In this study, in order to understand the transport of PoIFN-α in the intestine, we used Caco-2 cells as the in vitro model to investigate different transport processes including endocytosis, intracellular trafficking, exocytosis and transcytosis, with various quantitative and qualitative techniques.

Materials and Methods

Materials

Recombinant porcine IFN-α was obtained as a gift sample from Harbin Veterinary Institute of Chinese Academy of Sciences. Caco-2 cell line (Human colon carcinoma) was purchased from Stem Cell Bank, Chinese Academy of Sciences. High Glucose DMEM and Hank's balanced salt solution (HBSS) were obtained from Gibco, USA. HOOKTM-Dye Labeling Kit was purchased from Biosciences, USA. ALP Kit was purchased from Jiancheng Bioengineering institute, Nanjing, China. Trypsin-EDTA, penicillin and streptomycin solution, glutamine and non-essential amino acids all were obtained from Hyclone, USA. Fetal bovine serum (FBS) was a product of PAN Biotech, Germany. 12-well Transwell inserts (0.4 μm pore size, 1.13 cm2 surface area), 6-, 12-, and 96-well plates all were purchased from Costar, Corning, USA. MTT assay dye and DMSO were purchased from Amresco, USA. Hoechst 33,258 was purchased from Solarbio, China. Chlorpromazine, β-cyclodextrin, Wortmannin and Amiloride were all purchased from Sigma-Aldrich, USA.

Preparation of FITC-Labelled PoIFN-α

In order to readily detection, fluorescein isothiocyanate-labeled (FITC) was labeled in PoIFN-α. The procedure of labeling PoIFN-α was prepared according to the manufacture's instructions of the HOOKTM Dye Labeling Kit. Briefly, the freshly prepared Dye Labeling Agent solution was added to the PoIFN-α solution. Quickly, the mixture was treated violently and then incubated at room temperature under dark condition for 60 min. Then, the prepared mixture was transferred to the SpinOutTM GT-600 column, which was used to remove the unconjugated dye. The column containing mixture was placed in 15 mL centrifuge collection tube and centrifuged at 1,000 × g for 4 min. Finally, the purified FITC- PoIFN-α in the tube was frozen at −80°C and protected from light for the following assays.

Cell Culture Model

Caco-2 cells were maintained in T-25-cm2 flasks at 37°C in an atmosphere of 5% CO2/5% air and 90% relative humidity. DMEM medium (high glucose, GIBCO) supplemented with 20%fetal serum bovine, 1% non-essential amino acids, 1% L-glutamine, 1% penicillin-streptomycin solution was used as culture medium. Cells were trypsinized when reaching 80–90% confluency and were seeded in 6- and 96-well plate respectively.

Viability Assay

MTT assay was utilized here to evaluate the influence of FITC- PoIFN-α on cell viability. Caco-2 cells seeded in 96-well plate at density of 1.5 × 105/mL were cultured for 24 h. The viability assay was carried out as described previously with minor modifications (Joshi et al., 2016). Briefly, FITC-PoIFN-α was diluted with complete medium with different concentration (5, 10, 20, 40, 80, and 100 μg/mL). Then, 200 μL samples were added into each well with eight times repeats for each concentration, and the medium was used as negative control. After 6 h of incubation, 150 μL of MTT [3-(4,5)-dimethylthiahiazo (-z-y1)-3,5-di- phenytetrazoliumromide] reagent (1 mg/mL) in PBS medium was added to each well. Then 96-well plates were incubated at 37°C for 4 h. After the incubation period, the supernatant was discarded, and 150 μL DMSO was added into each well to dissolve the intracellular formazan. Lastly, the results were obtained on a microplate multi-detection instrument by quantifying the absorbance wavelength at 590 nm. The percentage of cell viability was calculated based on the absorbance of treated cells against the medium treated negative control.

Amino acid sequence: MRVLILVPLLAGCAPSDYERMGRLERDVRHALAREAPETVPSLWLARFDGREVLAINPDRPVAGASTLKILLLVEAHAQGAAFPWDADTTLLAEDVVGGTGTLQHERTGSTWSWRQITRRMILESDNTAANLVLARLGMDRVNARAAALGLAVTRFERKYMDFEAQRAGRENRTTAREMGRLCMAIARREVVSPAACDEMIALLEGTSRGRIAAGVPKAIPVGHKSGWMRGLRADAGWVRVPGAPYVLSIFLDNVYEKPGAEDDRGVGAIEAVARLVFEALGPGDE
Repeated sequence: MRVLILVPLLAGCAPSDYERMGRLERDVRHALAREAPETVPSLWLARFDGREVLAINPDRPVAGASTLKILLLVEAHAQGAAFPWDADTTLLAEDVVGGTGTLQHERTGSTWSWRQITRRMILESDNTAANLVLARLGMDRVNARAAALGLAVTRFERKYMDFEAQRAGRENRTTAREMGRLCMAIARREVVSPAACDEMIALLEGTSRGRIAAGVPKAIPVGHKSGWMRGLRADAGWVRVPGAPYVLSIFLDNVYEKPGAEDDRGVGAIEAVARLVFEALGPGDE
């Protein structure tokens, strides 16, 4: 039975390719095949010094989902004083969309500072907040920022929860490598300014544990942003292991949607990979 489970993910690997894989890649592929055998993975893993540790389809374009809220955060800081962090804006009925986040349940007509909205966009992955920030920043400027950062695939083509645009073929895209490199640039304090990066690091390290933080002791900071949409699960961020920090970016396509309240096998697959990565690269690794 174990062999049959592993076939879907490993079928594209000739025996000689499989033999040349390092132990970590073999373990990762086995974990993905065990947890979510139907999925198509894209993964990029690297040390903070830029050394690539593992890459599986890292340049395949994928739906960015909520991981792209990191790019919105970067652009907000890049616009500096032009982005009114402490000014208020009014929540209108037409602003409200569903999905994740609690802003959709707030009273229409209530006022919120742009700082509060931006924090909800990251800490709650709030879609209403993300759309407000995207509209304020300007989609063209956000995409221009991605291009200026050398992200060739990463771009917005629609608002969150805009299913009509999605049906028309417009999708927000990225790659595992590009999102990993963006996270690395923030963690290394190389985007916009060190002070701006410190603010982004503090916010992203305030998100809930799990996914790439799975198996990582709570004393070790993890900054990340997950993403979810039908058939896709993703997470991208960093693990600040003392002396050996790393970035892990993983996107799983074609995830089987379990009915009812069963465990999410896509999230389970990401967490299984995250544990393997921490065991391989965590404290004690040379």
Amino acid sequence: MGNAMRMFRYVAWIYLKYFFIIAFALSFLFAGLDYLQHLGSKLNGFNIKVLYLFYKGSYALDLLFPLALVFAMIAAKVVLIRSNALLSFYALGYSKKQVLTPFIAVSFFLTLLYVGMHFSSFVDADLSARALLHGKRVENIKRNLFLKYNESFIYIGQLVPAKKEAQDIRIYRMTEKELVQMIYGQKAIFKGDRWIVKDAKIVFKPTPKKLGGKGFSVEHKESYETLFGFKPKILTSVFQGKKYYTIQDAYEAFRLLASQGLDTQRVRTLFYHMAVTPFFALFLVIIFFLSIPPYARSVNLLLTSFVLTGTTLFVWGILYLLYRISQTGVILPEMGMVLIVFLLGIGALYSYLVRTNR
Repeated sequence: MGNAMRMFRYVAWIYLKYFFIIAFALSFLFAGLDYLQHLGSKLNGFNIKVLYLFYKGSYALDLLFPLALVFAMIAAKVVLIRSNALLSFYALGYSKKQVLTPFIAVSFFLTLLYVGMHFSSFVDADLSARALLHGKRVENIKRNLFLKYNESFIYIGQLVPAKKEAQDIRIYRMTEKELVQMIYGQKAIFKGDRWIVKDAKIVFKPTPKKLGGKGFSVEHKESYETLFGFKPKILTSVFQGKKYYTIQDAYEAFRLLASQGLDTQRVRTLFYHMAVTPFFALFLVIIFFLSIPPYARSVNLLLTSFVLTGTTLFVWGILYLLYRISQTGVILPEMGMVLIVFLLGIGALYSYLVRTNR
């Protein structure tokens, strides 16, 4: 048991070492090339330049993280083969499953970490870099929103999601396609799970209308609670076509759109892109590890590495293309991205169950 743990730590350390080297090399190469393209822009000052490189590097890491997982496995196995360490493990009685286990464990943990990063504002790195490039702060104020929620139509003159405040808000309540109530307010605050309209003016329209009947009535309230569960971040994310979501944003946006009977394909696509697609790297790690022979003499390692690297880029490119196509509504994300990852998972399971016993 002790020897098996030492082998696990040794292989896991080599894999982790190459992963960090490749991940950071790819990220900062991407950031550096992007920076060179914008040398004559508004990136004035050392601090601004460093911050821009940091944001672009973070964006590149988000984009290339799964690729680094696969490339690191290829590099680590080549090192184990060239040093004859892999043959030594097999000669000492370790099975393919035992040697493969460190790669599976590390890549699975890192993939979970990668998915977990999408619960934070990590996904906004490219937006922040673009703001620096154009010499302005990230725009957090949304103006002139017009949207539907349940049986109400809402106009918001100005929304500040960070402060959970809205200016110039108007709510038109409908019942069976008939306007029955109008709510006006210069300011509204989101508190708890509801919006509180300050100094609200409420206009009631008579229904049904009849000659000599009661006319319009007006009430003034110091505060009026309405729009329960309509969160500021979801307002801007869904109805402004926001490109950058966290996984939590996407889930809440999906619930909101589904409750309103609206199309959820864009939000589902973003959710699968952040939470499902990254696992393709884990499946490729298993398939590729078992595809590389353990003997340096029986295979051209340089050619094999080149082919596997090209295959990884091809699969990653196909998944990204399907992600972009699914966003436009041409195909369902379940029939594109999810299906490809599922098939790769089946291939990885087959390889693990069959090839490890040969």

Uptake Characterization of FITC-PoIFN-α

Qualitative Assays

Caco-2 cells at the density of 1.7 × 105/mL were seeded in 6-well plates and glass-Bottom Dishes respectively for 14 days. Before uptake experiments, the medium was replaced with 37°C HBSS and incubated at 37°C for 30 min. Then, the preheating HBSS was used to wash Caco-2 cells for 3 times, and then 20 μg/mL FITC-PoIFN-α was put into Caco-2 cells for 6 h. Following rinsed in cold HBSS twice, the cells were fixed by 4% paraformaldehyde at room temperature for 15 min and stained by 10 μg/mL Hochest 33,258 at room temperature for 5 min to mark cell nucleus. Results were obtained using Fluorescence Microscope and High Resolution Microscope (DeltaVision OMX Blaze™, GE, USA) under 488 and 346 nm excitation.

Quantitative Assays

The quantitative characterization of Caco-2 cells uptake was measured by Flow Cytometry System (FCS) (BD FACSAriaTM IIu Cell Sorter, BD Biosciences, USA) (He et al., 2013). Caco-2 cells at density of 1.5 × 105/mL were seeded in 6-well plates and cultured for 14 days. Before the quantitative assays, Caco-2 cells were washed by 37°C HBSS for 3 times and were incubated with medium containing FITC-PoIFN-α at 5, 10, and 20 μg/mL. At the 2, 4, and 6 h, Caco-2 cells were digested, washed with cold HBSS for 3 times. For each sample, 106 cells were sorted by FCS. Additionally, Caco-2 cells treated with only medium were used as negative controls.

Temperature-Dependent of FITC-PoIFN-α Uptake